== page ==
FRYEBURG – The Appeals Board is being advised to write out the reasons it believes the Planning Board erred in giving Poland Spring Water Co. approval to build a loading station on Route 302.

Appeals Board attorney Michael Hill said he is urging members to explain on paper their 4-1 vote last Wednesday night that supported neighbors’ contentions they didn’t have proper notice of official meetings and opportunity to be heard.

“I am going to advise the board that my recommendation would be to clarify what due process error the Planning Board had committed,” Hill said.

Due process involves establishing rules for processing each permit application, including rules that govern public notice, alerting abutters to a project and other procedural rules.

The case is being carefully watched as Poland Spring expands its operations into several western Maine towns. In addition to Poland and Hollis, the Poland-based company draws from wells in Fryeburg, Pierce Pond Township and St. Albans. It is seeking to build new pumping stations in Dallas Plantation and Fryeburg, and a new bottling facility in Kingfield. It operates two bottling plants in Hollis and Poland.

Poland Spring, a division of Nestle Waters North America in Greenwich, Conn., applied for permission to construct a loading station where tanker trucks could fill up with water pumped from a well in neighboring Denmark. Fifty trucks would stop there daily.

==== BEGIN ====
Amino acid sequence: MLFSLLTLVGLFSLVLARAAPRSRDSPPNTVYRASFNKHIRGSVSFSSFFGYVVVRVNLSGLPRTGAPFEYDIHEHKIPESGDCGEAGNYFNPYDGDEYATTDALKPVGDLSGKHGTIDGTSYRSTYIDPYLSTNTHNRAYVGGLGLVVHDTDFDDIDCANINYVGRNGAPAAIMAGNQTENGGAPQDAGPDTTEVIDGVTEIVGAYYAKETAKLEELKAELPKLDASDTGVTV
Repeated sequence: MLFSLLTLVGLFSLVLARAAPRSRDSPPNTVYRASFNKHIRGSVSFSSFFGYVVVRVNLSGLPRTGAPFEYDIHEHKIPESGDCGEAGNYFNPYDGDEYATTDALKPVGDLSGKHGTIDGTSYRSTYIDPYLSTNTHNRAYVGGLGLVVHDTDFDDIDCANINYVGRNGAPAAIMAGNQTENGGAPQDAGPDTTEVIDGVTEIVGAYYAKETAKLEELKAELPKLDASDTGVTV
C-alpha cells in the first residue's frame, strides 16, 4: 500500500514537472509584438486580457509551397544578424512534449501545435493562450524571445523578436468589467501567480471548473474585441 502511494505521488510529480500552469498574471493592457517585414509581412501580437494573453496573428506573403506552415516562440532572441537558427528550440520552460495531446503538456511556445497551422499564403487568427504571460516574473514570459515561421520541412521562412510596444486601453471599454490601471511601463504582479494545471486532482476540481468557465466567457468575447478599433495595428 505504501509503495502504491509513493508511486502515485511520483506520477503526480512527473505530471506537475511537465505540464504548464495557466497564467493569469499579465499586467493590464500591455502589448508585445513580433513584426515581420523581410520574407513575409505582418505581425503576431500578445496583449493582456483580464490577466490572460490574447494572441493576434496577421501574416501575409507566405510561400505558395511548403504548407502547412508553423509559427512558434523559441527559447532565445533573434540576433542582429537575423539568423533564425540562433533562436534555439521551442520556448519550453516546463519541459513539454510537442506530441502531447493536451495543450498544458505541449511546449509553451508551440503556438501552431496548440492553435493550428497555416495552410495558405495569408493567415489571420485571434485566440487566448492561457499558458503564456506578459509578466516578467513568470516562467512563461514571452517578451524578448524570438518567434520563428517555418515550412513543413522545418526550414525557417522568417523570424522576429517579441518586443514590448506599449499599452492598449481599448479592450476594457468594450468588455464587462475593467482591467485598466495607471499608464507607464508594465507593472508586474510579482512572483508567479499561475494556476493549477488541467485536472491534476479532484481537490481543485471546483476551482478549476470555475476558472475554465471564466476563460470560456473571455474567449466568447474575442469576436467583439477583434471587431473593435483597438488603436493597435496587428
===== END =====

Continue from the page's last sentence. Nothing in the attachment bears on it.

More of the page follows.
Neighbors are contesting the way in which the Planning Board arrived at its decision last October and the validity of it.

Their attorney, Philip Merrill, said due process also demands that officials conduct their decision-making process in a way that assures the public they have reached a fair and impartial judgment.

“Any one of the little steps that happened in this case in themselves do not violate due process, but when you look at them all together, you cannot walk away and be certain that test was met,” he said in a phone interview Thursday.

He alluded to the possibility that Planning Board members may have consulted with each other and with Nestle employees prior to their final vote.

In his petition, he asks the appeals board to conduct an independent inquiry into the Planning Board’s decision and to request copies of all e-mails sent between board members and Nestle employees.

Hill said, “There is no record of anything improper indicating violations of due process.” Nor does he see any evidence that there were clandestine communications between the Planning Board and Nestle employees, he said.

Tom Brennan, spokesman for Poland Spring, has denied such allegations. He said Thursday, “The Planning Board followed the correct process and came to the correct conclusion.”

The Appeals Board has addressed the issue of whether or not they believe planners arrived at their decision correctly. It will address the second issue of the validity of that decision and planners’ interpretation of the land-use ordinance at a public hearing Jan. 23.

After that, either party – Poland Spring or the property owners – may appeal to Oxford County Superior Court in Paris.



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